February 2013
Billie Silvey
Worshippers in Russian Orthodox church (from
left to right), woman in traditional dress holding
decorated eggs, and Bolshoi dancer.
Writers (below) Pushkin, Dostoyevsky
and Tolstoy
Russian History
Arkady Renko
In the summer of 1967, Frank and I lived on Coronado Island in San
Diego Harbor.  His ship was based on the other end of the island, at
North Island Naval Station, and we had a small apartment within
walking distance of beach, yacht club and bay.  A short walk inland
past the park took me to the library, where I spent a lot of time that
leisurely summer.

That was the summer I read Russian novels—those big, thick books
with their big, broad emotions and lists of characters with three names
each that require a long, leisurely time to read and lots of flipping
back and forth just to stay clear on who's who.

I began to wonder if their size and scope weren't somehow related to
the vast vistas of the physical landscape of Russia.  

Russian novelists wrote about the big, basic opposites of life—
and Peace
and Crime and Punishment. Dostoevsky became one of
my favorite writers that summer, when through his understanding of
what it means to be human, I became aware for the first time of my
own capacity for even the greatest of sins.  Never again were sinners
"those people out there."  They had become "these people in here"--
myself and the people I knew.


Alexander Pushkin (1799-1837) was father of the Golden Age of
Russian literature and an influential Romantic poet.  The son of a
retired major and the granddaughter of an Ethiopian general, he
became involved with liberal politics and was exiled to the Caucasus
where he wrote poetry and novels. including the verse novel,
.  He died romantically--of injuries sustained in a duel.

Fyodor Dostoyevsky (1821-1881) was a novelist, journalist and
short-story writer and member of a radical group of socialist
thinkers.  The author of
Crime and Punishment and The Brothers
Karamazov, he influenced modern writers with his psychological
insights and his thoughts about the Christian conflict between body
and spirit.   

Leo Tolstoy (1828-1910) was the son of a count who tried to run the
family estates and fought in the Crimean War.  But he found his real
success as the author of the sprawling epic
War and Peace and the
Anna Karenina, which was made into a movie just last

Russia has contributed more than just literature to the culture of the
world.   What would Christmas be without Tchaikovsky's
Nutcracker Suite? or Easter without decorated eggs ranging from
traditional painted wood to bejeweled Faberge?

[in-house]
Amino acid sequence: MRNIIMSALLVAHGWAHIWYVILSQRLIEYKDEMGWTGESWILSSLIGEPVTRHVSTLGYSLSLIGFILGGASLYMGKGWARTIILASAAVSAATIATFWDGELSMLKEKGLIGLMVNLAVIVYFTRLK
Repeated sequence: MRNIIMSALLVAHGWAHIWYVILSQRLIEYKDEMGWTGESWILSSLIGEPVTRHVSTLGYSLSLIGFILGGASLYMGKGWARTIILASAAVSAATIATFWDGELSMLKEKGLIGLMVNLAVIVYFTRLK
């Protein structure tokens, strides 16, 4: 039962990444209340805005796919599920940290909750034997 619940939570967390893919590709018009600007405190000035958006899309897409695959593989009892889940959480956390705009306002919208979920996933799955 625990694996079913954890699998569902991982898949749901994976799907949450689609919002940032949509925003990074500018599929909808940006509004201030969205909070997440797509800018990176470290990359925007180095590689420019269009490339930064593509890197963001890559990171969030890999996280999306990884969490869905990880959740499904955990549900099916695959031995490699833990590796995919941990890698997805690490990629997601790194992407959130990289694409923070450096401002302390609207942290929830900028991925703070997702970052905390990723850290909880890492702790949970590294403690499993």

Music is another field where Russians have made their mark in the
world.  Composers such as Tchaikovsky, Mussorgsky and
Stravinsky have given pleasure as well as insight into the Russian soul.

Peter Tchaikovsky (1840-1893) wrote romantic ballets such as
"Romeo and Juliet,"
"Swan Lake"  and "The Nutcracker."  He also
wrote an opera based on Pushkin's
Eugene Onegin.  

Last year, my husband Frank and I saw the L. A. Opera production
of the story of the country girl, Tatiana; her neighbor, the romantic
Lensky; and his friend, the heartless Onegin.  Set against the
backdrop of a Russian country estate in contrast with a rich ball in St.
Petersburg, the plot includes love letters, a European waltz, Russian
folk dancing and a duel.   

Modest Mussorgsky (1839-1881) wrote heavy, typically Russian
music like
"Night on Bald Mountain," which used wild themes to
describe a gathering of witches and demons; the opera "Boris
Godunov"; and "Pictures at an Exhibition."  He challenged German
and Italian dominance of music.

Igor Stravinsky (1882-1971) helped introduce contemporary music
with such ballets as
"The Firebird," based on a Russian folk tale;
"Apollo"; and "The Rite of Spring."


The first Russian ballet company, the Imperial School of Ballet, was
founded in the 1740s in St. Petersburg.  The Kirov (now Mariinsky)
and Bolshoi are two current companies that influence dance styles
around the world.  

George Balanchine, who founded the New York City Ballet in 1948,
brought Russian ballet--with its strict discipline, fluid lines and athletic
leaps--to the United States.  
Rudolph Nureyev and Mikhail
Baryshnikov are famous Russian dancers who joined U.S. troupes.
My brother-in-law,
Perry Silvey, longtime stage manager for the
NYCB, helped expose me to Russian ballet.
Composers (below) Tchaikovsky,
Mussorgsky, Stravinsky
Bolshoi ballet performing Tchaikovsky's "Sleeping Beauty."